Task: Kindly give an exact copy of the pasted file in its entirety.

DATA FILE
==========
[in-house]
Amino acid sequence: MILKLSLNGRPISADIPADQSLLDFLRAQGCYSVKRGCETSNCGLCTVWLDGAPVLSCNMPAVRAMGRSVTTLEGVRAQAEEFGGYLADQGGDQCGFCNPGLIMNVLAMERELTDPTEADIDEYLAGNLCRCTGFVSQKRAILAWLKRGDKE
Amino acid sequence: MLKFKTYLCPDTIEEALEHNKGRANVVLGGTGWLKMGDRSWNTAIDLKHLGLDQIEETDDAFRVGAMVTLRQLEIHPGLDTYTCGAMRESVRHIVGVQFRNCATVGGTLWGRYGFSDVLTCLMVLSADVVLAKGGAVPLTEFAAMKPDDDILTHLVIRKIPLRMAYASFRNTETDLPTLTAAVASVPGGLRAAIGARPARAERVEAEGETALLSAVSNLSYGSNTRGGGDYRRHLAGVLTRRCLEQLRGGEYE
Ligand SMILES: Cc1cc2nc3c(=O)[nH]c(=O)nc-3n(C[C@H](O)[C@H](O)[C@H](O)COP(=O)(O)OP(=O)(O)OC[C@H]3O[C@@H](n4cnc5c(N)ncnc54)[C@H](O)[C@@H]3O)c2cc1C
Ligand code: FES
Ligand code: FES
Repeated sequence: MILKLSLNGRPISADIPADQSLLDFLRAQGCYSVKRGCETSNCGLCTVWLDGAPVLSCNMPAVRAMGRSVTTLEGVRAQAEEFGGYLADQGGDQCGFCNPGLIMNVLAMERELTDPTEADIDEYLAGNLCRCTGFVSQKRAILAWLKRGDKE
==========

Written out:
[in-house]
Amino acid sequence: MILKLSLNGRPISADIPADQSLLDFLRAQGCYSVKRGCETSNCGLCTVWLDGAPVLSCNMPAVRAMGRSVTTLEGVRAQAEEFGGYLADQGGDQCGFCNPGLIMNVLAMERELTDPTEADIDEYLAGNLCRCTGFVSQKRAILAWLKRGDKE
Amino acid sequence: MLKFKTYLCPDTIEEALEHNKGRANVVLGGTGWLKMGDRSWNTAIDLKHLGLDQIEETDDAFRVGAMVTLRQLEIHPGLDTYTCGAMRESVRHIVGVQFRNCATVGGTLWGRYGFSDVLTCLMVLSADVVLAKGGAVPLTEFAAMKPDDDILTHLVIRKIPLRMAYASFRNTETDLPTLTAAVASVPGGLRAAIGARPARAERVEAEGETALLSAVSNLSYGSNTRGGGDYRRHLAGVLTRRCLEQLRGGEYE
Ligand SMILES: Cc1cc2nc3c(=O)[nH]c(=O)nc-3n(C[C@H](O)[C@H](O)[C@H](O)COP(=O)(O)OP(=O)(O)OC[C@H]3O[C@@H](n4cnc5c(N)ncnc54)[C@H](O)[C@@H]3O)c2cc1C
Ligand code: FES
Ligand code: FES
Repeated sequence: MILKLSLNGRPISADIPADQSLLDFLRAQGCYSVKRGCETSNCGLCTVWLDGAPVLSCNMPAVRAMGRSVTTLEGVRAQAEEFGGYLADQGGDQCGFCNPGLIMNVLAMERELTDPTEADIDEYLAGNLCRCTGFVSQKRAILAWLKRGDKE